- Blood Clot Formation – When a wound causes excessive bleeding, the body responds with a positive feedback loop to clot the blood and stop bleeding. The substances released by the injured blood vessel wall begin the process of blood clotting. The platelets start clinging to the injured side and release chemicals that attract additional platelets. As the platelets continue clinging, more chemicals are released and vice-versa. The positive feedback accelerates the process of clotting until the clot is big enough to prevent blood loss.
- Childbirth – When the fetus's hand presses up against the cervix it stimulates nerves that send the message to the brain to stimulate the pituitary gland, which produces oxygen. Oxytocin causes the uterus to contract. This makes the fetus closer to the cervix, which leads to the production of oxytocin until childbirth and the baby comes out from the womb.
- Ripening of Fruit – When a fruit is ripe, a gas is released, known as ethylene. Nearby fruits also get exposed to this gas and begin to ripen. As the other fruits also ripen, they also release ethylene gas. The exposure to ethylene gas makes the ripening process faster.
- Menstrual Cycle – The estrogen hormone starts to release in the ovary before a female ovulates. It travels to the brain and causes the secretion of two other hormones. The hypothalamus is activated to release the gonadotropin hormone. The pituitary gland is stimulated to release luteinizing hormone. In two luteinizing hormone enhances the release of oestrogen. The increase in the repose of these hormones and follicle-stimulating hormone leads to ovulation.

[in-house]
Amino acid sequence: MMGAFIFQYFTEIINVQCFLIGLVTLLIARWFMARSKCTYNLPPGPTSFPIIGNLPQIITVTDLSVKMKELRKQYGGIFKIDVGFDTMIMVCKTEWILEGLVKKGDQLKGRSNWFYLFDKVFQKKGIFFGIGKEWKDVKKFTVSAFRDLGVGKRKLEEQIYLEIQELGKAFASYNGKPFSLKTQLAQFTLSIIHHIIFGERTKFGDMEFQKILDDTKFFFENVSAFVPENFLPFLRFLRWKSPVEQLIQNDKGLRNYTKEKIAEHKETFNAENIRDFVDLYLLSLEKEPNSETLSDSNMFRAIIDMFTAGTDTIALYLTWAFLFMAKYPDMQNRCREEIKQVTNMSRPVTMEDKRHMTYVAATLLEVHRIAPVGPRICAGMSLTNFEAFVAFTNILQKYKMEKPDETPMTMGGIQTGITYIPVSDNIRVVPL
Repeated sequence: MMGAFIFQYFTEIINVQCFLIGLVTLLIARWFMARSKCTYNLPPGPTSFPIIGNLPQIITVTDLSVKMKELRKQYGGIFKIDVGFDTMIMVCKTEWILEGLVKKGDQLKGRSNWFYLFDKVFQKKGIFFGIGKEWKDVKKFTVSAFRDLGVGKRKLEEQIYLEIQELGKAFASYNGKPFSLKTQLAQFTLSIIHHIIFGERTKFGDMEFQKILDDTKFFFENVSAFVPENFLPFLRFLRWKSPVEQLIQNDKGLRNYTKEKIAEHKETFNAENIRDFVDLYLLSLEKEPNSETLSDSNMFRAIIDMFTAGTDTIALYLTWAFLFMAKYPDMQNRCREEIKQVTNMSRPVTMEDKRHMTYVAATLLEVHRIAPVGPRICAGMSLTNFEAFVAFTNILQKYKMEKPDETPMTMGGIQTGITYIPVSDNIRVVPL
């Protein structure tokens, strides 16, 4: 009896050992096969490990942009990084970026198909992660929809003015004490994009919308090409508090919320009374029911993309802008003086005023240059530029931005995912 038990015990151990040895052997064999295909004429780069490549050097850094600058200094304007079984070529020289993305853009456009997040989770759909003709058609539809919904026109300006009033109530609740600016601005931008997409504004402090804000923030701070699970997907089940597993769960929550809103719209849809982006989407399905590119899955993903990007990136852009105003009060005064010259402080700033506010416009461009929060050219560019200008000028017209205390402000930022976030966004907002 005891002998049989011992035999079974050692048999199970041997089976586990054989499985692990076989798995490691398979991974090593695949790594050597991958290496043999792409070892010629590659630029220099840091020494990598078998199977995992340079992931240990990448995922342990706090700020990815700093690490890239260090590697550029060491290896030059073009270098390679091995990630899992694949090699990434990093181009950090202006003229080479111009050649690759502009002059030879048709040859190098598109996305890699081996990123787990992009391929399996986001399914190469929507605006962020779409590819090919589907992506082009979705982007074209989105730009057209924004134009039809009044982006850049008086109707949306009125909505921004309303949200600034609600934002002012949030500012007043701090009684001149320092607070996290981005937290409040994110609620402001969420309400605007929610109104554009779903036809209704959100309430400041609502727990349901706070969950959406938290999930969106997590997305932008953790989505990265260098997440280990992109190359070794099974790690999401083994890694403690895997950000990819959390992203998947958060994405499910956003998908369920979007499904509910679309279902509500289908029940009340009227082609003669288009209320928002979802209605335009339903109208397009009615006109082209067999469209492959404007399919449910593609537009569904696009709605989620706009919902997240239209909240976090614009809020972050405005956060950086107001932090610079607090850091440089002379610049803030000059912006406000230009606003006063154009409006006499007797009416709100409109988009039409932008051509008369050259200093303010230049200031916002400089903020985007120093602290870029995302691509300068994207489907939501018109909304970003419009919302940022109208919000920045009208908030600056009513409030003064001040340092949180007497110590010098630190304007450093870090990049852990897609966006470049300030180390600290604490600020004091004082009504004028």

There are four major components of primary feedback.
- Stimulus- Stimulus is an external substance that disturbs the homeostasis of the body. Homeostasis is the process of maintaining balance in a body system. The stimulus is provided by controlled variables. It causes the optimum range to move or fluctuate from the normal range. Some cases of stimulus include physical injuries, infections, or any kind of fluctuation in the external environment. They disrupt the physiological functions of the body.
- Sensor- A sensor is commonly known as a receptor. It detects and transmits a physiological value to the control center. After measuring the value, it will be transmitted to the feedback controller.